Competitions resumed with the 1950 World Cup in Brazil, which was the first to include British participants. British teams withdrew from FIFA in 1920, partly out of unwillingness to play against the countries they had been at war with, and partly as a protest against a foreign influence to football, but rejoined in 1946 following FIFA’s invitation. England’s involvement, however, was not to be a success. The English failed to make the final group round in a campaign that included a surprise 1–0 loss to the United States.
The tournament also saw the return of 1930 champions Uruguay, who had boycotted the previous two World Cups. For political reasons, Eastern European countries (such as Hungary, the Soviet Union and Czechoslovakia) did not enter. Title-holder Italy did take part, despite the Superga air disaster of 1949 in which the entire Grande Torino team (many who were national team players) were killed. The 1950 World Cup was the only tournament not to stage a final tie, replacing knockout rounds with two group phases. The last match of the second group phase, however, is sometimes referred to as a “final”, as the group standings meant the winners would be the overall winners. Uruguay were surprise victors over hosts Brazil with a final score of 2–1 (the game would later be known as Maracanazo), and became champions for the second time. This game also held the record for the highest attendance at any sporting match, at roughly 200,000.
Clock installed in the Wankdorf Stadium in Bern in the final match of the 1954 FIFA World Cup
The 1954 World Cup, held in Switzerland, was the first to be televised. The Soviet Union did not participate because of their dismal performance at the 1952 Summer Olympics. Scotland made their first appearance in the tournament, but were unable to register a win, going out after the group stage. This tournament set a number of all-time goal-scoring records, including highest average goals per game and highest-scoring team (Hungary), and most goals in a single match (Austria’s 7–5 quarter-final victory over Switzerland). West Germany were the tournament winners, defeating Olympic champions Hungary 3–2 in the final, overturning a 2–0 deficit in the process, with Helmut Rahn scoring the winner. The match is known as the Miracle of Bern in Germany.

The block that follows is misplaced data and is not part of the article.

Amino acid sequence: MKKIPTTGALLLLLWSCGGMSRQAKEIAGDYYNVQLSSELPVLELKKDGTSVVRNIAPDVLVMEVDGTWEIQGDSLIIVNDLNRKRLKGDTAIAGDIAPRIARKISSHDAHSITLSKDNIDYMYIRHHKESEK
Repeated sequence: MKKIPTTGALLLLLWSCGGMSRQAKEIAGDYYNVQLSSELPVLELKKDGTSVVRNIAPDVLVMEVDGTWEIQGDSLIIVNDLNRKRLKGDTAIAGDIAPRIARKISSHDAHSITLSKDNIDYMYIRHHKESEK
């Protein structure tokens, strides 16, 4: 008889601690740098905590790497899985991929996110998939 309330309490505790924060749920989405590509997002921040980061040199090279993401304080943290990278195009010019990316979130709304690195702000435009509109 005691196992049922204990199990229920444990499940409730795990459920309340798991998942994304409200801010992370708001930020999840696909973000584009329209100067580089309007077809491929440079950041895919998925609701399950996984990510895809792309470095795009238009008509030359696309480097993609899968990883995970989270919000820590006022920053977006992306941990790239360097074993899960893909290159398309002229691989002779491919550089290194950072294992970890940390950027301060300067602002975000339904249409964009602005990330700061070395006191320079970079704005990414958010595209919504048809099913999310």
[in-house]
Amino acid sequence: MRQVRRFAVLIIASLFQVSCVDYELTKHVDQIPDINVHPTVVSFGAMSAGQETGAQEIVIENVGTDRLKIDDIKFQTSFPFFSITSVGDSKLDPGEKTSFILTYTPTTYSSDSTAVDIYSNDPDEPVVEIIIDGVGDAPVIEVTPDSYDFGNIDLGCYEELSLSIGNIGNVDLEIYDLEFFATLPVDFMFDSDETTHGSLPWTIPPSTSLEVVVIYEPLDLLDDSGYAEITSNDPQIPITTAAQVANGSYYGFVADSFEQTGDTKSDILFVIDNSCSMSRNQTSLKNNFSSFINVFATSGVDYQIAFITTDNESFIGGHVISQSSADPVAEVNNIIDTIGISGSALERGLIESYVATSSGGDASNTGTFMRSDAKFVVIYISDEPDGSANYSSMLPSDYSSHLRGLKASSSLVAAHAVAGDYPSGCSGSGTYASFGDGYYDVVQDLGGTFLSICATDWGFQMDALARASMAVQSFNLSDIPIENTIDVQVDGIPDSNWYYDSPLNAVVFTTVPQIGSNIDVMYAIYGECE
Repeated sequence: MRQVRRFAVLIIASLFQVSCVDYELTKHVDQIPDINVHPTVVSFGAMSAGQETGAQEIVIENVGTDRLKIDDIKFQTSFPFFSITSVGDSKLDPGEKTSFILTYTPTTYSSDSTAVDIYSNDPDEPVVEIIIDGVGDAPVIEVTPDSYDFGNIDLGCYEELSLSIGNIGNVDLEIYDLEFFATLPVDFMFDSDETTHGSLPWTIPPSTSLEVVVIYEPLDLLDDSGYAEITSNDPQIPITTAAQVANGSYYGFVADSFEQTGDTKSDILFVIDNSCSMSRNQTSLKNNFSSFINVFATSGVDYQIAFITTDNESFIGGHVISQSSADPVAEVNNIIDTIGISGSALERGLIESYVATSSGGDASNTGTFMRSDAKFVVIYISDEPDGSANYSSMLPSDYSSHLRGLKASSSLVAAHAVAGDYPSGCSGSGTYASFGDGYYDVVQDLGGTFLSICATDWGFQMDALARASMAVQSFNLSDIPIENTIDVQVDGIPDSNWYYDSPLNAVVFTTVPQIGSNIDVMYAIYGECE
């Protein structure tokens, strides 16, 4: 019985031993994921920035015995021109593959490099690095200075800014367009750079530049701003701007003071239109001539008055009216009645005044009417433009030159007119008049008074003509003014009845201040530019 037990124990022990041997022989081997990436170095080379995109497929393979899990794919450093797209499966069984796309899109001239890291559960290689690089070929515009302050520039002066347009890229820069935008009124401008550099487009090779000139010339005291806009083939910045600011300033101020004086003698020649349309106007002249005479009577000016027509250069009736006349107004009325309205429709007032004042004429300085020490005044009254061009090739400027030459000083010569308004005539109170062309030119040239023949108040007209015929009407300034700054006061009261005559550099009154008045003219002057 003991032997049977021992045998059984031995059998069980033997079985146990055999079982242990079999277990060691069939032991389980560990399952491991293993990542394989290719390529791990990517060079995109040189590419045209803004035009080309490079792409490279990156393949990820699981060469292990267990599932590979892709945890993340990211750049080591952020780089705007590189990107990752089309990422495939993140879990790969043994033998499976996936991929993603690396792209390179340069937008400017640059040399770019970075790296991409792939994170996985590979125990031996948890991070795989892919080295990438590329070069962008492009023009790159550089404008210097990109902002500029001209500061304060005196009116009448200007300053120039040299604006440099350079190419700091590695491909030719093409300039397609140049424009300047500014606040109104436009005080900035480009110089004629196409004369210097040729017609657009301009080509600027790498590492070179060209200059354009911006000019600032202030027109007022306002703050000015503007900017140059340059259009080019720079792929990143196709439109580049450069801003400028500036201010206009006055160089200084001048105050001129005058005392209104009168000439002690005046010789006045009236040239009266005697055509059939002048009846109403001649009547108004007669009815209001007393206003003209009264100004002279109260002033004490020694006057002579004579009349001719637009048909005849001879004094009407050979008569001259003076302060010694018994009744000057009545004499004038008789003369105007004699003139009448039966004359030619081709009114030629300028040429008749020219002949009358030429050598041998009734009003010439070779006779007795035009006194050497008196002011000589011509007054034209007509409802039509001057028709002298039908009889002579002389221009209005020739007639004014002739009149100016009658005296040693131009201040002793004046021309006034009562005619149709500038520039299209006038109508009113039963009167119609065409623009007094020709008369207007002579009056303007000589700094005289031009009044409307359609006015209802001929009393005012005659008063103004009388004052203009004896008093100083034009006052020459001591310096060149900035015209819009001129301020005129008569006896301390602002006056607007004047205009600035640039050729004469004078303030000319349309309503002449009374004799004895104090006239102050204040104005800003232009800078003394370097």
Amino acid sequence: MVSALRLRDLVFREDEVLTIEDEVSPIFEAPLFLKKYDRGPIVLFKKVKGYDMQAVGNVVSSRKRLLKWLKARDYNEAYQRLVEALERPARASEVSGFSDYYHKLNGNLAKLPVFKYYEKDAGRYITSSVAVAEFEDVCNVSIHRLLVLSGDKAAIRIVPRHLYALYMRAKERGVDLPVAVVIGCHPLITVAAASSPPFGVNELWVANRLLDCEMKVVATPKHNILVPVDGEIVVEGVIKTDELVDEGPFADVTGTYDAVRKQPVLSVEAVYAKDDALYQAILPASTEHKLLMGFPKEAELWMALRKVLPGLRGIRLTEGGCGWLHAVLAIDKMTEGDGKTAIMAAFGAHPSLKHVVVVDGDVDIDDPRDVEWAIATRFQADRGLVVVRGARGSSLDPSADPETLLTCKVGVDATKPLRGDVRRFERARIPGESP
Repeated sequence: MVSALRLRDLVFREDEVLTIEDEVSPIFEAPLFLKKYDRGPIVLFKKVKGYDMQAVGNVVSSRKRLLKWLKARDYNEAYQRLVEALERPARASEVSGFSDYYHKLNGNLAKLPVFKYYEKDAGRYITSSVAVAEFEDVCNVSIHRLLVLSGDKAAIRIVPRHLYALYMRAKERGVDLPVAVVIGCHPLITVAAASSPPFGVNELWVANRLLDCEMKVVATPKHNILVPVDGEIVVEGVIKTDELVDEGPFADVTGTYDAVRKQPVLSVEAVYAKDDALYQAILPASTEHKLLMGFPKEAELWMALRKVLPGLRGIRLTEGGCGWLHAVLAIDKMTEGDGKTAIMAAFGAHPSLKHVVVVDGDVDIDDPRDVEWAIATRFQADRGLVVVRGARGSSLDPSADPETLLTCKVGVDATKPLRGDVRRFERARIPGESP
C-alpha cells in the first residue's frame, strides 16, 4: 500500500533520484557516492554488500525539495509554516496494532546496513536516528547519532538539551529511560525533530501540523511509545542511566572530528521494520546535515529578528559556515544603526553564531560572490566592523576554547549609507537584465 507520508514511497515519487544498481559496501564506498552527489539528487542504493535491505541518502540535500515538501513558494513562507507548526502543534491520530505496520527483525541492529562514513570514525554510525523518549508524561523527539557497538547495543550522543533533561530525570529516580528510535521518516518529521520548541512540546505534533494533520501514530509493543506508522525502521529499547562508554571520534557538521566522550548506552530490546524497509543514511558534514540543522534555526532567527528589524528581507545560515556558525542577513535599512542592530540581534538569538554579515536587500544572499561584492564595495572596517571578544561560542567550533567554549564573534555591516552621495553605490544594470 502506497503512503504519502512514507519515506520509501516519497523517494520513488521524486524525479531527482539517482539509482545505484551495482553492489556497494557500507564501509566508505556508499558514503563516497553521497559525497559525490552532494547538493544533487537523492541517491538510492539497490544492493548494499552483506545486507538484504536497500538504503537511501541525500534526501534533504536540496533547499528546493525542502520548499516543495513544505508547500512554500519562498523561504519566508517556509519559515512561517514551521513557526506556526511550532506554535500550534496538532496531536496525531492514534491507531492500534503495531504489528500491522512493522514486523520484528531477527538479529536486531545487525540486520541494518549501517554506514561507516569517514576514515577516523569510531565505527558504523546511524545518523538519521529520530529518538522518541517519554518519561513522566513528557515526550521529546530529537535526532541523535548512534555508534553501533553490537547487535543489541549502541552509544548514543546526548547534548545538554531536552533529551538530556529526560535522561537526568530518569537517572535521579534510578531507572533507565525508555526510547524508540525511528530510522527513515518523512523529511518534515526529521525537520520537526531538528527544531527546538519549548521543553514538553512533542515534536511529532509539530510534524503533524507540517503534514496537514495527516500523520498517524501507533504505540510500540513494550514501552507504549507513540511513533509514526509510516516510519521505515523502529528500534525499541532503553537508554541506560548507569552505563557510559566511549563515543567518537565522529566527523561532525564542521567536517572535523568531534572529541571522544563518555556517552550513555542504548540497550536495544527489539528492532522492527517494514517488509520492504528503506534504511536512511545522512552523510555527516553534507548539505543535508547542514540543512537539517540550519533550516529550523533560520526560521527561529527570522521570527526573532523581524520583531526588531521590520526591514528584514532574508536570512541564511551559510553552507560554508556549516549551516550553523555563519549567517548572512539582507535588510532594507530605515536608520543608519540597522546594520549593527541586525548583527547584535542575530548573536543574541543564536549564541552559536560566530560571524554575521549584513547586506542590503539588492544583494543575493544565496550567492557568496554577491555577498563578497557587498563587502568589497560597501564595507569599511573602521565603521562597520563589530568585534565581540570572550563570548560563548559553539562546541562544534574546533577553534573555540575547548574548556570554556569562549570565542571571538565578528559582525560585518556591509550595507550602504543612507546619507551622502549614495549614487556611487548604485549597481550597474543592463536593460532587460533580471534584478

Brazil won the 1958 World Cup, held in Sweden, and became the first team to win a World Cup outside their home continent (only 4 teams have done this to date – Brazil in 1958, 1970, 1994 and 2002, Argentina in 1986, Spain in 2010 and Germany in 2014). The Soviet Union participated this time, most likely due to their win at Melbourne 1956. For the first (and so far only) time, all four British teams qualified for the final round. Wales was able to take advantage of a situation in the Africa/Asia zone, where the number of withdrawals would give Israel qualification without having played a single qualifying match. This prompted FIFA to rule that qualification without playing was not allowed (despite allowing this to happen in earlier years of the Cup), and so Israel were ordered to play against one of the teams finishing second in the other groups. A tie was created, and Wales defeated Israel 2–0 twice in 1958. It was the first (and so far the only) time that a country played a World Cup final round after having been eliminated in the regular qualifiers. The tournament also saw the emergence of Pelé, who scored two goals in the final. French striker Just Fontaine became the top scorer of the tournament.
Chile hosted the 1962 World Cup. Two years before the tournament, an earthquake struck, the largest ever recorded at 9.5 magnitude, prompting officials to rebuild due to major damage to infrastructure. When the competition began, two of the best players were in poor form as Pelé was injured in Brazil’s second group match against Czechoslovakia. Also, the Soviet Union saw their goalkeeper Lev Yashin show poor form including a 2–1 loss to hosts Chile as the hosts captured third place.